Incentivising has become the order of the day for service based industries. What’s interesting is by using big terms like ESOPs, companies have gained the loyalties and have rewarded the high performers. But wait, that was some time ago when IT industry was at its nascent stage. A decade since the good old days, we know that ESOPs are only for the higher management, whose actions have a larger impact on the performance of the company. The ones at the bottom of the pyramid either know nothing about it, or look at esops as a kind of affiliation.
But that appears to be a thing of the past. Its 2011, and we hear IBM offering $1000 employee stock options to its Indian employees who have been with the company in 2010. This is quite a unique way of providing incentives to the 1.28 lakh employees. A massive exercise, and IBM claims that Armonk would like of ‘share’ some of its pie with the people who make things happen.
It’s all rosy and IBMers must cheer their hearts out, right? The sceptic in me asks to do a reality check. And here’s what I find.
So a $1000 option is being offered. In the at the money situation, an employee will get 7 or 8 options, considering $159 as the closing price last Friday, when the announcement was made. Now the exercise period of the ESOPs end in 2015. It means that one needs to be with the company now and in 2015 to be eligible for this incentive.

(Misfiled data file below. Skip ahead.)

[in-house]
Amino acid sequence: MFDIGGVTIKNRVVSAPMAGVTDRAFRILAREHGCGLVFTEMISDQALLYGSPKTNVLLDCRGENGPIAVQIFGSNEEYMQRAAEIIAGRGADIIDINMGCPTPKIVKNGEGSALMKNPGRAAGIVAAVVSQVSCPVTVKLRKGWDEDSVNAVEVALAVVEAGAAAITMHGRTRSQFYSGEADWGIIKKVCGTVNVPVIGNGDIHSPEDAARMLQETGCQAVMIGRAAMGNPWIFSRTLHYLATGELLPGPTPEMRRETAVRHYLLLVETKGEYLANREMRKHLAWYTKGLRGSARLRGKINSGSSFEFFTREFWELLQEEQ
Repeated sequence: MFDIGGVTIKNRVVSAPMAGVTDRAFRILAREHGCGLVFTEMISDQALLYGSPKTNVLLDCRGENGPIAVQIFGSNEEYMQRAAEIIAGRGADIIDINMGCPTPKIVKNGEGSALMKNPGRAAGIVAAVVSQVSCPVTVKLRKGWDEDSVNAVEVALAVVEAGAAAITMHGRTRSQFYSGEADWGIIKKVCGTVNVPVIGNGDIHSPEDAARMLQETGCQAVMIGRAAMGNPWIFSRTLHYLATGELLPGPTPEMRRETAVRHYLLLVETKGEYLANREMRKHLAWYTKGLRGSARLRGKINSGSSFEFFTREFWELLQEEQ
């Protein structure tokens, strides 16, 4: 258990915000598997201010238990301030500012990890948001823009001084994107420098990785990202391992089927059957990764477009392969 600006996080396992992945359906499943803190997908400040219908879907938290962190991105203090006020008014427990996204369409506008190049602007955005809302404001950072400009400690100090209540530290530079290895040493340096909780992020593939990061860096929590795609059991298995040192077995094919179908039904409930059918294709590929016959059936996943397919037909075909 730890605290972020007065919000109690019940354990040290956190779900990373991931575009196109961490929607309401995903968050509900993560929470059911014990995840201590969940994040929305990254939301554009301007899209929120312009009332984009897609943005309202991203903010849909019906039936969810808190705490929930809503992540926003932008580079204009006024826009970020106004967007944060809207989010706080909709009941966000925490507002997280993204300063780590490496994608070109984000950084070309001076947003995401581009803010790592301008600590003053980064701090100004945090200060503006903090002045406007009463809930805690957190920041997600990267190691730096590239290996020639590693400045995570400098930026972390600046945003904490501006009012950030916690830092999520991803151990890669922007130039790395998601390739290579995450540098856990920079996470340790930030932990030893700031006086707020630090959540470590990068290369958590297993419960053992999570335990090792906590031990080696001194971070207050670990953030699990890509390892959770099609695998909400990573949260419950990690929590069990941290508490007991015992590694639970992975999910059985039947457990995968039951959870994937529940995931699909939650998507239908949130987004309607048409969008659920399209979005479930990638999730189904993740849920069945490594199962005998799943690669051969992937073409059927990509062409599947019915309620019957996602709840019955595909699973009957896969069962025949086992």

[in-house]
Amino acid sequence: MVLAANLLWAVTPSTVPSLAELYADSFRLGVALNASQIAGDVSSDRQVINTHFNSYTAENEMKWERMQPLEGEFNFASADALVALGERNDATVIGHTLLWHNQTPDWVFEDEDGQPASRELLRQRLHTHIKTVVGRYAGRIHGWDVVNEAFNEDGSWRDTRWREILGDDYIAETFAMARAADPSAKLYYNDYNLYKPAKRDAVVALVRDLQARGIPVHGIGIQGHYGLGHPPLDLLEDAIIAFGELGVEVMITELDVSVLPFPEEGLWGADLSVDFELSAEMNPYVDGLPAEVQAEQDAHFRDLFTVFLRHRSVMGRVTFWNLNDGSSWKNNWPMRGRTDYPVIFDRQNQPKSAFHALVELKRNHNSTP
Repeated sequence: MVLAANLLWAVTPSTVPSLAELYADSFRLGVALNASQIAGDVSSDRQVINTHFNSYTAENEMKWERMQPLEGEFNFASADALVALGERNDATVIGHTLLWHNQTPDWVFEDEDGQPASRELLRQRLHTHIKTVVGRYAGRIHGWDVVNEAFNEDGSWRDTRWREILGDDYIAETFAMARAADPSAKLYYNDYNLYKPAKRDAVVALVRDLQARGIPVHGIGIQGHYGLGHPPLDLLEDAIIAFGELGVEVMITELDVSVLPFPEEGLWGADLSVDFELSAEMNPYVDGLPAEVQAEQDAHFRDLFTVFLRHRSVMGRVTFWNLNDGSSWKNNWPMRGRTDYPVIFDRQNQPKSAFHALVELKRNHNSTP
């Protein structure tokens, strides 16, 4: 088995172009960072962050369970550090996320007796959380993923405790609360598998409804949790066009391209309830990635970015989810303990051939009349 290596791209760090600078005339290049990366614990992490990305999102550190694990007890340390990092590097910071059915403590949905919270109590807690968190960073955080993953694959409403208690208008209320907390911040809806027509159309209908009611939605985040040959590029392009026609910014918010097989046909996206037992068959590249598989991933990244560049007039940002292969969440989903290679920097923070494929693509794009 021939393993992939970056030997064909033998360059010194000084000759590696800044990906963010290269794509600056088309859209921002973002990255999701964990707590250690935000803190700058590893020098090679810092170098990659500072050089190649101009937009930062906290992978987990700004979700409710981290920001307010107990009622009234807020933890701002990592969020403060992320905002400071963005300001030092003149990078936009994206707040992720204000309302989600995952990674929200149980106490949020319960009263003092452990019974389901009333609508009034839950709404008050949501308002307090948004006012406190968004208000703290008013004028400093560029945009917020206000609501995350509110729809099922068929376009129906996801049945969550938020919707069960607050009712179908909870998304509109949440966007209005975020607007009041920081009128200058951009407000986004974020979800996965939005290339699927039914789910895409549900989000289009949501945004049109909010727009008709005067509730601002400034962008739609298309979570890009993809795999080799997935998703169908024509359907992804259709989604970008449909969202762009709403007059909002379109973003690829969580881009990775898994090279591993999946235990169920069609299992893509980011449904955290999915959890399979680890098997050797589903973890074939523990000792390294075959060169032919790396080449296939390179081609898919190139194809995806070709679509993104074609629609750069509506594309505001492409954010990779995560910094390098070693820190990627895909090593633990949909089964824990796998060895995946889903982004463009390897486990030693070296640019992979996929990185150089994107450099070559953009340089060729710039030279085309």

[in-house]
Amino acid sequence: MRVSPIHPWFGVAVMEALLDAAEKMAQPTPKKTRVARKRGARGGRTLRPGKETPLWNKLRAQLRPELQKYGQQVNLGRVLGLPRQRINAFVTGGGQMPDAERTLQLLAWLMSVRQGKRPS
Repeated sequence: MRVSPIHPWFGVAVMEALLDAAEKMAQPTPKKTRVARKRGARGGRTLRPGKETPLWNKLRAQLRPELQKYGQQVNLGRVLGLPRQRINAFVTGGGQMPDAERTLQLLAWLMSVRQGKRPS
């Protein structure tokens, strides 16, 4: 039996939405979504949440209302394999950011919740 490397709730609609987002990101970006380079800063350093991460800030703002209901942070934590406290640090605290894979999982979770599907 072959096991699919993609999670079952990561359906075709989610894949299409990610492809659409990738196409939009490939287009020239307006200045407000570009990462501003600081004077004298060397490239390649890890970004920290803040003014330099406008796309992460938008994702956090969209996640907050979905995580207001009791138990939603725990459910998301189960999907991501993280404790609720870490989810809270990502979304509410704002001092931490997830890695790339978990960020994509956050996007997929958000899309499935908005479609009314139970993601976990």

For the employee, the long period of 2010 to 2015 will offer, besides long term opportunities abroad, the snob value of being showered with options.
Some financial analysis on this:
Let’s assume one gets 8 options at an exercise price of $160. The current regulations would not allow holding shares of a foreign company, so it will be sold. In case the price of the scrip reaches $400 in 2015, selling the option would mean making 400 – 160 = $240 per option, which would roughly translate to 240 x 45 x 8 = 86,400 INR (assuming USD/INR exchange rate is 45 then). But that’s not all; it will be subject to personal income tax, which would wipe away a significant portion.
Now it’s nice to assume a 2.5 times increase in share price in the next 4 years. So getting a bit more realistic yet optimistic let’s target the price to about $300. A recalculation would mean 50,400 INR pre tax. Isn’t it smaller than the annual bonuses for most of the IBMers?
The current trend in India has been to provide increment at sub-inflation rates. And cost cutting by making beverages payable doesn’t help either. At this stage, the company must do something to motivate their staff. Such sham in the name of long term benefits would only please those who have little alternatives outside the organization.
So much for incentives! Will it check attrition? You bet!